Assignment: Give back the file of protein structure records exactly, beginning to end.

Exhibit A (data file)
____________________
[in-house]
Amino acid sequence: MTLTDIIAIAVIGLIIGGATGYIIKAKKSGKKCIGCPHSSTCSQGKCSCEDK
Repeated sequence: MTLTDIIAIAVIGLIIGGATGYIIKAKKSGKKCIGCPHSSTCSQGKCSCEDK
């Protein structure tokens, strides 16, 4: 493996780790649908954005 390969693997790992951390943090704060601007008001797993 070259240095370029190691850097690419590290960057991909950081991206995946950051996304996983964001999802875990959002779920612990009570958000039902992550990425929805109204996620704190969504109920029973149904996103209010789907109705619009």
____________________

[in-house]
Amino acid sequence: MTLTDIIAIAVIGLIIGGATGYIIKAKKSGKKCIGCPHSSTCSQGKCSCEDK
Repeated sequence: MTLTDIIAIAVIGLIIGGATGYIIKAKKSGKKCIGCPHSSTCSQGKCSCEDK
């Protein structure tokens, strides 16, 4: 493996780790649908954005 390969693997790992951390943090704060601007008001797993 070259240095370029190691850097690419590290960057991909950081991206995946950051996304996983964001999802875990959002779920612990009570958000039902992550990425929805109204996620704190969504109920029973149904996103209010789907109705619009």